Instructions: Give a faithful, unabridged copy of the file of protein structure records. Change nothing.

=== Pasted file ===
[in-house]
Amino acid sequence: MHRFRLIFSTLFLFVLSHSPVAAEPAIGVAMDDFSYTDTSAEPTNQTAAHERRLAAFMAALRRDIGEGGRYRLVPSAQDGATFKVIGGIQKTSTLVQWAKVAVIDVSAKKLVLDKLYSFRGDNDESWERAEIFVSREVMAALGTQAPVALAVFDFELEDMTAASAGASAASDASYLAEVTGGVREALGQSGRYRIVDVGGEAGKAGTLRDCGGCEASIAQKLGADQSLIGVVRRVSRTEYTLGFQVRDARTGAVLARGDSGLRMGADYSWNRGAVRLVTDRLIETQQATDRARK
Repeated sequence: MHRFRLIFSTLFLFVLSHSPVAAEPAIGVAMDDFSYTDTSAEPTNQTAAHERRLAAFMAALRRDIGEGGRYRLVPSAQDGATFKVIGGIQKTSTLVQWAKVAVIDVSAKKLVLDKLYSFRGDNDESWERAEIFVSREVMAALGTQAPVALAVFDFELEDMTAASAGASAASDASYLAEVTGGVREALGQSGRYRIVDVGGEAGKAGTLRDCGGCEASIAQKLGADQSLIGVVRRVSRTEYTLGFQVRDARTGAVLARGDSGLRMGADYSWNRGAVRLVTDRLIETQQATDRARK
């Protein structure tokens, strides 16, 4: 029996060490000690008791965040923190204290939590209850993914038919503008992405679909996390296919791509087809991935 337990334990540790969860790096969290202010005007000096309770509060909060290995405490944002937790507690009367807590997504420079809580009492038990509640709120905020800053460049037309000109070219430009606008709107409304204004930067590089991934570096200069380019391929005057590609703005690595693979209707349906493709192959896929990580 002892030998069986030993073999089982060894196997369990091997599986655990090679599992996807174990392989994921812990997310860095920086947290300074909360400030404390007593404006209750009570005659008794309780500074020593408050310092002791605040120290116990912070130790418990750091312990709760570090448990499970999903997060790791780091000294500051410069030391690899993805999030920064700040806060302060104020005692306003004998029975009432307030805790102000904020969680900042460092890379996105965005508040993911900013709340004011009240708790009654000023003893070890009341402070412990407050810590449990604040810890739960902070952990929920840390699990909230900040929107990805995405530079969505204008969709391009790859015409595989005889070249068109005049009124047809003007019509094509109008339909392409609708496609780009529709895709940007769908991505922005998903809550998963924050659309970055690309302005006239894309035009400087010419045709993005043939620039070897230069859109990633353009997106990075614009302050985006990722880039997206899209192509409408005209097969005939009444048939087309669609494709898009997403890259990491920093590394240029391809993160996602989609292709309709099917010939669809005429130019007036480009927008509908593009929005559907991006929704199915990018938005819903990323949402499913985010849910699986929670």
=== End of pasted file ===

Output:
[in-house]
Amino acid sequence: MHRFRLIFSTLFLFVLSHSPVAAEPAIGVAMDDFSYTDTSAEPTNQTAAHERRLAAFMAALRRDIGEGGRYRLVPSAQDGATFKVIGGIQKTSTLVQWAKVAVIDVSAKKLVLDKLYSFRGDNDESWERAEIFVSREVMAALGTQAPVALAVFDFELEDMTAASAGASAASDASYLAEVTGGVREALGQSGRYRIVDVGGEAGKAGTLRDCGGCEASIAQKLGADQSLIGVVRRVSRTEYTLGFQVRDARTGAVLARGDSGLRMGADYSWNRGAVRLVTDRLIETQQATDRARK
Repeated sequence: MHRFRLIFSTLFLFVLSHSPVAAEPAIGVAMDDFSYTDTSAEPTNQTAAHERRLAAFMAALRRDIGEGGRYRLVPSAQDGATFKVIGGIQKTSTLVQWAKVAVIDVSAKKLVLDKLYSFRGDNDESWERAEIFVSREVMAALGTQAPVALAVFDFELEDMTAASAGASAASDASYLAEVTGGVREALGQSGRYRIVDVGGEAGKAGTLRDCGGCEASIAQKLGADQSLIGVVRRVSRTEYTLGFQVRDARTGAVLARGDSGLRMGADYSWNRGAVRLVTDRLIETQQATDRARK
């Protein structure tokens, strides 16, 4: 029996060490000690008791965040923190204290939590209850993914038919503008992405679909996390296919791509087809991935 337990334990540790969860790096969290202010005007000096309770509060909060290995405490944002937790507690009367807590997504420079809580009492038990509640709120905020800053460049037309000109070219430009606008709107409304204004930067590089991934570096200069380019391929005057590609703005690595693979209707349906493709192959896929990580 002892030998069986030993073999089982060894196997369990091997599986655990090679599992996807174990392989994921812990997310860095920086947290300074909360400030404390007593404006209750009570005659008794309780500074020593408050310092002791605040120290116990912070130790418990750091312990709760570090448990499970999903997060790791780091000294500051410069030391690899993805999030920064700040806060302060104020005692306003004998029975009432307030805790102000904020969680900042460092890379996105965005508040993911900013709340004011009240708790009654000023003893070890009341402070412990407050810590449990604040810890739960902070952990929920840390699990909230900040929107990805995405530079969505204008969709391009790859015409595989005889070249068109005049009124047809003007019509094509109008339909392409609708496609780009529709895709940007769908991505922005998903809550998963924050659309970055690309302005006239894309035009400087010419045709993005043939620039070897230069859109990633353009997106990075614009302050985006990722880039997206899209192509409408005209097969005939009444048939087309669609494709898009997403890259990491920093590394240029391809993160996602989609292709309709099917010939669809005429130019007036480009927008509908593009929005559907991006929704199915990018938005819903990323949402499913985010849910699986929670």